Steps for Giving Directions

steps in giving directions

Giving good directions takes practice. Here are a few things to keep in mind.

Make sure your child hears and pays attention to your direction. This means that you will need to be close to your child and make eye contact. You may need to say your child’s name. It is sometimes helpful to bend over, squat, or sit next to your child so you are on the same level and face-to-face.

Tell your child exactly what you want him to do. Here are some tips for giving good directions.

Be sure the direction fits your child’s age.

Make sure your child is able to do what you have told him to do. For example, a 2-year-old can take your hand before crossing the street, but he can’t mop the floor. Remember that inability is not the same as disobeying.

Tell your child exactly what behavior you want to see.

A good direction will clearly tell your child what you expect. The direction is specific and not stated as a question. While using the words “No”, “Don’t,” Quit,” or “Stop” are an everyday part of parenting, the direction only tells the child what not to do. This may stop the misbehavior momentarily, but it does not tell the child what behaviors are expected. To give good directions:

  • Be specific.
    Avoid unclear directions like “be good” and “straighten up” because they can mean different things to different people. Let your child know exactly what behavior to do. If you are unsure what to say to stop a misbehavior, it may be helpful to think of the opposite of the misbehavior. Sometimes parents will just say the child’s name when giving a direction. For example, if your son, Jaden, is banging a toy on the table, you might say, “Jaden!” and expect him to stop banging and play with his toys nicely. To make this a good, specific direction, you might say, “Stop banging the table. Play nicely with your toy.”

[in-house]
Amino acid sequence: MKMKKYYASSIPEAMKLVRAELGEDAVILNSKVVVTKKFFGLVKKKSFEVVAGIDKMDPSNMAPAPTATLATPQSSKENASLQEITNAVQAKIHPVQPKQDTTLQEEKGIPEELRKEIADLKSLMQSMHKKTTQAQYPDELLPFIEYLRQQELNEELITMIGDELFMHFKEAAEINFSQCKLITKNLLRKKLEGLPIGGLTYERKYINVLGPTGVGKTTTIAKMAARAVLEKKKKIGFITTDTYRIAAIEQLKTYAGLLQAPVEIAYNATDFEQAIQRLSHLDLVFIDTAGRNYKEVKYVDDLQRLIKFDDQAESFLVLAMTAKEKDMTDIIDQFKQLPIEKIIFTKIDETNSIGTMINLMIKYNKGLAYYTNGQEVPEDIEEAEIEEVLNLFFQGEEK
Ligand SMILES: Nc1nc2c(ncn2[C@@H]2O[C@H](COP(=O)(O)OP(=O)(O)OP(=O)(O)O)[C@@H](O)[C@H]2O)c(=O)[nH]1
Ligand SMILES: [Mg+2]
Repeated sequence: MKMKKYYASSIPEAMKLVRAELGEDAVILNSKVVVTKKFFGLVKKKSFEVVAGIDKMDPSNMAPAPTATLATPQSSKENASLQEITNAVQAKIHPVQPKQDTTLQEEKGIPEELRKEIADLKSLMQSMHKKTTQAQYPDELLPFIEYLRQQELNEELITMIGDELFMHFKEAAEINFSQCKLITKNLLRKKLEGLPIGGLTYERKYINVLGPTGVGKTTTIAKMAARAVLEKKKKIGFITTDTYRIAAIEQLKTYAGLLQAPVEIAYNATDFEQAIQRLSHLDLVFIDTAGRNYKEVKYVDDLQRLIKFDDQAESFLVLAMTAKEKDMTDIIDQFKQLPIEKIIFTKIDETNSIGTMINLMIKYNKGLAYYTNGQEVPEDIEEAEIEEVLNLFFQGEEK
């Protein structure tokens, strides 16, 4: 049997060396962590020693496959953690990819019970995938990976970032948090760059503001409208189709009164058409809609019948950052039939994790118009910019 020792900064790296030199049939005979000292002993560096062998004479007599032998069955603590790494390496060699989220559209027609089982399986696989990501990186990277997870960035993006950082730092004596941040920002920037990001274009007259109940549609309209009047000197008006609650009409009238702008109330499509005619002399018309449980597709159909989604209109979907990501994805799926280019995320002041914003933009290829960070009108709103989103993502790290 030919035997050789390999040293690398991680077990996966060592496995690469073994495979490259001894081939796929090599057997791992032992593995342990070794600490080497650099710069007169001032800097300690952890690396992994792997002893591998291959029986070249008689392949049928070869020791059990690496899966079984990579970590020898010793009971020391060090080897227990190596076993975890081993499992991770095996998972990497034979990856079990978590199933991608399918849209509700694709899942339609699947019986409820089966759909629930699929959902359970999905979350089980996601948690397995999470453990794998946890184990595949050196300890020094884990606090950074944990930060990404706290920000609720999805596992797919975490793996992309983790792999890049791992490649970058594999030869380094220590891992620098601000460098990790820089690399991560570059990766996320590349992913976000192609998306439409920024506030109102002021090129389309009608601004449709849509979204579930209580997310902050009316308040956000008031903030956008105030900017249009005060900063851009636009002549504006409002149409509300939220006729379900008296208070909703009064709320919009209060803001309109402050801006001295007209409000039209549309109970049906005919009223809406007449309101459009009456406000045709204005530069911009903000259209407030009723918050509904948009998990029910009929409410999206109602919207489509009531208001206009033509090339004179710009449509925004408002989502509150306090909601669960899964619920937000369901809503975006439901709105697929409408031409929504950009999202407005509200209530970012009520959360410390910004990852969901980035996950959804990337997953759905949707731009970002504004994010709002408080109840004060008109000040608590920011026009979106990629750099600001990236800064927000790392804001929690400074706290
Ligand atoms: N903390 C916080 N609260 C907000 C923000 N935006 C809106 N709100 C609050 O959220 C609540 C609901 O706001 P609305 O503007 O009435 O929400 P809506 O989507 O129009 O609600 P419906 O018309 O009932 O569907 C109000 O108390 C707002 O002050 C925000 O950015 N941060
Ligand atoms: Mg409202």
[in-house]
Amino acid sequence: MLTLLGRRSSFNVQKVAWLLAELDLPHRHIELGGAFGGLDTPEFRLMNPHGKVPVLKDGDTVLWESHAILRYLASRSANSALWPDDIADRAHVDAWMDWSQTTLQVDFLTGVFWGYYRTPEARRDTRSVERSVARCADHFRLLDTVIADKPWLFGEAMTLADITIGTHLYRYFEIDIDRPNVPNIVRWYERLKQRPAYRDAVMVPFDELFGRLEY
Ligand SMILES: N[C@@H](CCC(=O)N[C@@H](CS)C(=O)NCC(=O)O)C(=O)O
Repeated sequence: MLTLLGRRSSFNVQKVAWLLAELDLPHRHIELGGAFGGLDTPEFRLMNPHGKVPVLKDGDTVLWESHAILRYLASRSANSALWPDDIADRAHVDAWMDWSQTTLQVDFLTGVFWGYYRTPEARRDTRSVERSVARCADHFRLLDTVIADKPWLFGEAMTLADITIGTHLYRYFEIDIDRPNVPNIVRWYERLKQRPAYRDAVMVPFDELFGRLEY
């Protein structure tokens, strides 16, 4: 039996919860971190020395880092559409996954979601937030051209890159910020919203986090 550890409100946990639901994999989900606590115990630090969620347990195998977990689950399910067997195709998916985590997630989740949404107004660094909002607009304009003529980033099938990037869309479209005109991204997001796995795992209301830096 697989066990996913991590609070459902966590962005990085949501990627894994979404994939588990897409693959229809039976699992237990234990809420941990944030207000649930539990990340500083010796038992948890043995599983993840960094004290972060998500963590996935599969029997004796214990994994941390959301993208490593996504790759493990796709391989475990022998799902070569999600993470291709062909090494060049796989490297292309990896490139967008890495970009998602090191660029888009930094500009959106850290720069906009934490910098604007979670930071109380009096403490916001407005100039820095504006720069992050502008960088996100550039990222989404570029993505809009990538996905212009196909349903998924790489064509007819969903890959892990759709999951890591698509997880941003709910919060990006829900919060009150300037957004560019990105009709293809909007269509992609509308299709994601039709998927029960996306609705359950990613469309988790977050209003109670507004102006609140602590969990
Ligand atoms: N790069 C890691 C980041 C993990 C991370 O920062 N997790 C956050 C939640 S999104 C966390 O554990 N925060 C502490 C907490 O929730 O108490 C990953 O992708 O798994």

• Make it a statement.
    Tell your child what to do rather than asking if he wants to do the activity.  Questions give your child the option to say “yes” or “no”. If you want your direction followed avoid questions. For example, it is better to say “Put your toys away in the closet” than “Would you put your toys away in the closet?”                           
  • Give one direction at a time.
    Toddlers and preschoolers have a very short attention span. If you tell your child to do more than one thing, he may not be able to remember all of the instructions. By giving one direction at a time, your child is more likely to remember and follow the direction, and you can praise your child more often .
  • Give the direction in a neutral tone.
    If a child does not follow a direction immediately, parents will sometimes raise their voice and repeat the direction. This can send the message that the child does not need to follow the direction until the parent is yelling. To avoid this, provide directions in a neutral, firm voice with no yelling or pleading. If you consistently use a neutral tone and follow through with consequences when your child does not obey, your child will learn that you are serious the first time a direction is given.
  • Be polite and respectful.
    One way to help your child learn good manners is for you to model good behaviors like being polite and respectful when giving directions. For example, you can start directions with the word “please.” When used consistently, the word please can serve as a signal to your child that a direction is about to come. Eye contact and using a calm voice to give the direction are other ways to model good manners.